Here is the plot according to "Parole officer Jack Mabry (Robert De Niro) has only a few weeks left before retirement and wishes to finish out the cases he's been assigned. One such case is that of Gerald "Stone" Creeson (Edward Norton), a convicted arsonist who is up for parole. Jack is initially reluctant to indulge Stone in the coarse banter he wishes to pursue and feels little sympathy for the prisoner's pleads for an early release. Seeing little hope in convincing Jack himself, Stone arranges for his wife Lucetta (Milla Jovovich) to seduce the officer, but motives and intentions steadily blur amidst the passions and buried secrets of the corrupted players in this deadly game of deception." This makes it sound more interesting than it was. Maybe I just wasn't paying enough attention?

I'm hoping that one of you out there saw this and enjoyed it. I have a feeling that I'm going to re-visit it again in the next decade, as I truly feel like I missed something with this movie. I just can't belive that all of this talent could make something so luke warm. You have this strange relationship between De Niro and Norton's character and when they add Milla's character into the mix, it just gets odd. She is such a stand out performance compared to everyone else that she kind of overshadows the bland plot. De Niro feels like he's sleepwalking and Norton feels like he has been out of work for a decade, which he hasn't. Finally, Frances Conroy, was Frances Conroy.... smoking cigarettes. The potential of this cast and movie were huge. If you see this movie and find a different experience than what I found, please drop me a line and fill me in on what you saw and got out of this movie. Please.

When the smoke cleared and all was said and done, I still gave this a 3 out of 5 star rating. It wasn't bad, but it wasn't good. It just made me long for other films from these actors. I am still looking forward to what everyone involved has coming up next, as there is a lot of potential in this movie. In the meantime, I'm going to continue wondering to myself what went wrong with 'Stone' (2010)? Avaialable OnDemand or to rent.

Thursday, June 9, 2011

my very brief thoughts on.... '8213: Gacy House'

When 'The Blair Witch Project' came out, the whole "found fottage" phenomenom was brand new. Now days, it's everywhere. It's an inexpensive way to make your first movie and a lot of people are taking advantage of that. Some have been pretty effective, then there's '8213: Gacy House'. I'm not saying it's ineffective, but it is not as good as some of the others movies like this that i've seen. I do feel like it's kind of in bad taste to use the tragedy of John Wayne Gacy's crimes as a backdrop for this movie. I can't think of any movies that have used the ghost of a real serial killer as the main villan. I remember the whole John Wayne Gacy story. I was alive when it all went down and even celebrated on the night of his death with friends. Because of all that, I have to say I felt this was a little bit in bad taste. Granted, there is a pretty big niche market for movies that are being made about serial killers. There are a few examples of big budget ones, like 'Zodiac' by David Fincher. Then there are countless others that are made on a low budget and for the lowest common reasons. Like 'Dahmer', 'Gacy', 'Bundy', etc. I've seen some of these and for the most part they're exactly what you'd expect. Direct to DVD stuff that is just made to cash in on a famous name. Some of them feature big named b-grade actors and same make the careers of future actors. Case in point: 'Dahmer' starred a young Jeremy Renner. I felt like he was the only worthwhile aspect of that movie. He brought that character to life and now look at him. He's quickly becoming the toast of Hollywood. Anyway, I'm off track. '8213: Gacy House' is less about the real events of his life, but more about the fictional events of his afterlife.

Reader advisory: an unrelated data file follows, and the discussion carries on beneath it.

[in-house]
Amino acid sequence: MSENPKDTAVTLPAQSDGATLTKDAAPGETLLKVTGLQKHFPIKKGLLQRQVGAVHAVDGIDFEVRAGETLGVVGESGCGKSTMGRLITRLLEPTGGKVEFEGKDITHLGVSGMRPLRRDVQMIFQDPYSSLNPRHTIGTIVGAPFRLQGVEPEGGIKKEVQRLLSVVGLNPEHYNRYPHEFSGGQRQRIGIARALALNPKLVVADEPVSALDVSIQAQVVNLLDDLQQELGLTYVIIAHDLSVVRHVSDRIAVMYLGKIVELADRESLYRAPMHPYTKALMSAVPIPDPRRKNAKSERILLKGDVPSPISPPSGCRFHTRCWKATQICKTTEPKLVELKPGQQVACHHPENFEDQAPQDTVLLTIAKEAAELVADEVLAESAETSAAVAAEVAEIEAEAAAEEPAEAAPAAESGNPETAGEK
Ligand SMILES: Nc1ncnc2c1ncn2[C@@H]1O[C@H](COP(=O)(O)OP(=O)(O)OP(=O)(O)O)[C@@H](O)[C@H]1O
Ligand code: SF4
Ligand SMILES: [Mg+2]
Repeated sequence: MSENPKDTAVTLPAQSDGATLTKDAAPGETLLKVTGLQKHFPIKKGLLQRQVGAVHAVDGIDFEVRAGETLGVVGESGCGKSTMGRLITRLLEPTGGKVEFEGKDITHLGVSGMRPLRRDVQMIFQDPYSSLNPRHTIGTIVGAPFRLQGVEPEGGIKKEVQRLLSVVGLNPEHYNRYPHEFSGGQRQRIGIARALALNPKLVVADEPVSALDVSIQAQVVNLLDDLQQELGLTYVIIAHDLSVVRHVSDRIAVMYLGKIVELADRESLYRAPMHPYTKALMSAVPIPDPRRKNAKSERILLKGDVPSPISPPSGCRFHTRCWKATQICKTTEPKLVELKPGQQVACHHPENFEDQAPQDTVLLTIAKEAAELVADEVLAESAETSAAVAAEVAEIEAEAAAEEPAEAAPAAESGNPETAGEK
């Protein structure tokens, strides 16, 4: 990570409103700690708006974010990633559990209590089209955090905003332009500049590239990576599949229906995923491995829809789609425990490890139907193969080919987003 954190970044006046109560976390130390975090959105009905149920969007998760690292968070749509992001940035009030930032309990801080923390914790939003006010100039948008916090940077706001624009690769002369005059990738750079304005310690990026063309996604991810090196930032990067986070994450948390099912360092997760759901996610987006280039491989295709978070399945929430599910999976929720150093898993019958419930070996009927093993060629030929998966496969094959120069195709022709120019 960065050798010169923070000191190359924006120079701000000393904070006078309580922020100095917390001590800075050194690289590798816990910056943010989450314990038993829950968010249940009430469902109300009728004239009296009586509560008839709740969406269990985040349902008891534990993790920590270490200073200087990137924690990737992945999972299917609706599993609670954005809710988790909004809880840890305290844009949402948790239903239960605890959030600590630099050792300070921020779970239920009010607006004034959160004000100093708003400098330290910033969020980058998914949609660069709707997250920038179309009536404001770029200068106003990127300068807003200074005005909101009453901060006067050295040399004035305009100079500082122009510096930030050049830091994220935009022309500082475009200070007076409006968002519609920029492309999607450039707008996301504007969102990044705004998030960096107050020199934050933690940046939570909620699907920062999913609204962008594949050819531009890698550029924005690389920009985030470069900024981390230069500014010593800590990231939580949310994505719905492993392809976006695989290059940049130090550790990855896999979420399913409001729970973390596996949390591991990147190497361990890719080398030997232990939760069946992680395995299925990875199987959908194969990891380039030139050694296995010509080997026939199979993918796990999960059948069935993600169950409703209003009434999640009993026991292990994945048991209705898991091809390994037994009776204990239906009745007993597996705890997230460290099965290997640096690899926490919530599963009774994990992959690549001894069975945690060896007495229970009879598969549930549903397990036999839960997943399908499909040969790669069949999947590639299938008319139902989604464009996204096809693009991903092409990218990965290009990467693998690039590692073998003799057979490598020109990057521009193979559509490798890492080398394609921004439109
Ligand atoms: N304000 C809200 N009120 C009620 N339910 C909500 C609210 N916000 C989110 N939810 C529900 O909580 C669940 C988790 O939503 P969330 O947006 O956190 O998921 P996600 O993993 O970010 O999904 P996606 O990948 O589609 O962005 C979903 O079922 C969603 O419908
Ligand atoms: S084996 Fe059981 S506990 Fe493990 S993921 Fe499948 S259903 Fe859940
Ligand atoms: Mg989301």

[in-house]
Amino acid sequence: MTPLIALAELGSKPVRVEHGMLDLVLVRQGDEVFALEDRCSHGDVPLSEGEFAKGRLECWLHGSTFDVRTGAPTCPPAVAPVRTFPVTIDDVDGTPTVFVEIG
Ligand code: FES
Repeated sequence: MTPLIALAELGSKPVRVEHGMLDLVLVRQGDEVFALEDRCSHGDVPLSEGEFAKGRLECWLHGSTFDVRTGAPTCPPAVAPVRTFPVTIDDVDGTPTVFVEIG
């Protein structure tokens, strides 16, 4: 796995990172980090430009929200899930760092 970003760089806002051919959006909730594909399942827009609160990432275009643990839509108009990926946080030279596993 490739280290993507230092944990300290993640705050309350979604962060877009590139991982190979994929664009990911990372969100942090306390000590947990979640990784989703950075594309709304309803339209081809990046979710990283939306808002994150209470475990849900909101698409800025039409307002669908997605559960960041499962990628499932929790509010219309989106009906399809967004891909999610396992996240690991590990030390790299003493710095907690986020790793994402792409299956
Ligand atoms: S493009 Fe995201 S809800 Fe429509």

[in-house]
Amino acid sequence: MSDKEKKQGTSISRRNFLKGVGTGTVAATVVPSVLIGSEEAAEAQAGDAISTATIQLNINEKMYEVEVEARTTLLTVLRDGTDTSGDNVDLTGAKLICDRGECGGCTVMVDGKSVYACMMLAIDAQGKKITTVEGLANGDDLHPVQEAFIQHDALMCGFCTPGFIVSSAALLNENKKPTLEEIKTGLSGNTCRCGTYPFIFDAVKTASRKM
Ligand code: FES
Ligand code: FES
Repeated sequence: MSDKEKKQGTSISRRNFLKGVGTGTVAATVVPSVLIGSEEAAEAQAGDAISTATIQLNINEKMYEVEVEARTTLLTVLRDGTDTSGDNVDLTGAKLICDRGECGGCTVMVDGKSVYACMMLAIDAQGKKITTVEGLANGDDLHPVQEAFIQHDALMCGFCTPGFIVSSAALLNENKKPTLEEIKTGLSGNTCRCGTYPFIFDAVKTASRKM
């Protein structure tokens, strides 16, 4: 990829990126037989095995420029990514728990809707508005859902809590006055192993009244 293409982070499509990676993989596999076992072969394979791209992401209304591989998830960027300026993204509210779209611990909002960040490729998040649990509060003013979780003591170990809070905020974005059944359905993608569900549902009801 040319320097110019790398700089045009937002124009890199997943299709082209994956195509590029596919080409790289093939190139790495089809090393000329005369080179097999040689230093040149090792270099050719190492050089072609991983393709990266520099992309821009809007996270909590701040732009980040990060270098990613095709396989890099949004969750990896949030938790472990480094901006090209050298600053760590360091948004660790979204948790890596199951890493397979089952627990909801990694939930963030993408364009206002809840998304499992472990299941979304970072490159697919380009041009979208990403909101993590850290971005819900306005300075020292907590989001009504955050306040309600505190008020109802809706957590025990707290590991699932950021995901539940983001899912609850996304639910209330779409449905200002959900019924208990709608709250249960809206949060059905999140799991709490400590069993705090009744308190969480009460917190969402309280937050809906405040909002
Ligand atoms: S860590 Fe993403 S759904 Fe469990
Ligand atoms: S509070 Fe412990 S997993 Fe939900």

This is the basic breakdown of the plot from both and "A group of paranormal investigators enter the abandoned home of pedophile and serial killer John Gacy, hoping to find evidence of paranormal activity. Upon entering the house they set-up cameras throughout the abandoned house while going room to room with hand-held cameras, performing séances and asking for John Gacy to come forward. As the evening progresses it seems the investigators are not prepared for the horror still within the house. Although Gacy's house of horrors has long since been demolished, with another house erected in its place, the tortured spirits of his 33 victims seem to be alive and well." I can say that this is pretty much the exact storyline. 6 people walk into a supposed haunted house of a former serial killer to find out the truth about the hauntings and no one walks out alive. This is the fottage of that night found later. BOO!

Don't get me wrong, I love a lot of these kinds of movies. 'The Blair Witch Project' even made it into my 'Top 50 Films Of All Time' list. There is something eerie about them. I've always been fascinated by ghosts and realized a long time ago that we might not ever have real proof of paranormal activty caught on camera. Therefore, these types of movies are the closest thing to that for me. I felt kind of dirty watching this because of what it was cashing in on, but at the same time I was looking forward to seeing it as it looked like a decent example of the found fottage genre. It reminded me quite a bit of 'Death of a Ghost Hunter' in the feel of the movie. I'm pretty sure it was in the same budget as well. It's OnDemand right now and may or may not be worth your time, but I don't recommend you renting it.